Here are a few basic action file categories to get you started:
- To Pay – where you place items related to account payables.
- To File – an action folder where you store items that can’t be filed immediately.
- Errands – for items related to errands that need to be run in the near future.
- To Call/Write – for papers that require a phone call, email, or letter.
- Waiting for a Response – for items on which, you guessed it, you’re awaiting a response. This is especially helpful when someone returns your phone call days or weeks after you left your message and you’ve forgotten why you called them! #beenthere #donethat 😉
I also have action files for each family member. I place items I need to discuss with a specific family member in his or her respective file. Then, I have a regular time built into my schedule to address these action folders with my husband and kids.
Before you start sorting, write each of the above action file categories on a sticky note, then arrange them in a way that makes sense for you. You may need to create additional labels as you sort, but for now, you’re ready to get started with these basic action file categories!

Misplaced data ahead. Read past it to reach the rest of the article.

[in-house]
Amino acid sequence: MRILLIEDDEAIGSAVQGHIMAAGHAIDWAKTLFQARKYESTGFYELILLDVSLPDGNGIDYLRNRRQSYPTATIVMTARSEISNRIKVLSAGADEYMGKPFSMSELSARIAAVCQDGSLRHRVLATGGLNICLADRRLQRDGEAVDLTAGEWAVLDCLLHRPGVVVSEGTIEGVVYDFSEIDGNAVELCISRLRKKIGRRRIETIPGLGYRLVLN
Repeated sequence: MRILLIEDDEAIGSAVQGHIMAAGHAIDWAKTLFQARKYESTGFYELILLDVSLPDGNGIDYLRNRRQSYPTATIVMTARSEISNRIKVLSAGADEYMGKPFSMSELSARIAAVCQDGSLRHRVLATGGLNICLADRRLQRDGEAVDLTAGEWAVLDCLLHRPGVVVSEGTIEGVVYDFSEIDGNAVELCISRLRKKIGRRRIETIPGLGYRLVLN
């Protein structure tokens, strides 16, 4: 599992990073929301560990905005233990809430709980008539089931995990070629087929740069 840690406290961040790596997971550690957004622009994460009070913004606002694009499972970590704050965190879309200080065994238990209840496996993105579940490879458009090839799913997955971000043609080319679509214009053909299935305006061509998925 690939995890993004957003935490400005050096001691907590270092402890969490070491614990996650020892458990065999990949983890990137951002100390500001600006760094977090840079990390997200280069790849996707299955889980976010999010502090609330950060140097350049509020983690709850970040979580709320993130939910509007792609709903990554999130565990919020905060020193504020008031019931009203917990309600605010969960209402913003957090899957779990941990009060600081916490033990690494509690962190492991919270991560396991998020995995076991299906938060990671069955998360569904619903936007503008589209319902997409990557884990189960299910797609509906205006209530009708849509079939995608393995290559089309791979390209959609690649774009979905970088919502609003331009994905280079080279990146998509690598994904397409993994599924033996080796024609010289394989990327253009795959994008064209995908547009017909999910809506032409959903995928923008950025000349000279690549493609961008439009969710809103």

Sort Your To Do Stack
Start sorting your To Do stack! Work for 15 minutes, take a break, then repeat if you have the time and the energy.
For each item ask yourself, “What is the NEXT action I need to take on this item?” Do you need to call someone? Do more research? Send a payment? Run an errand? Or wait for information from another person?
You’ll likely find items related to the suggested action files above. You may also find additional items that don’t fit into any of the categories mentioned above. Create new action files for items specific to your business.
For example, if you are a network marketer, you might require an action file for the members of your team or current company or team promotions.
If you’re a blogger, you might need an action file for upcoming post research.
Keep sorting in 15 minute blocks until your To Do stack is a thing of the past!
Once I’ve sorted all of To Do items, I review the action piles I’ve created, verify that I don’t have any duplicates, make sure I don’t have so many action files that it’s overwhelming, or so few that they aren’t descriptive enough to tell me exactly what action I need to take next.
Then I create my actual Action Files!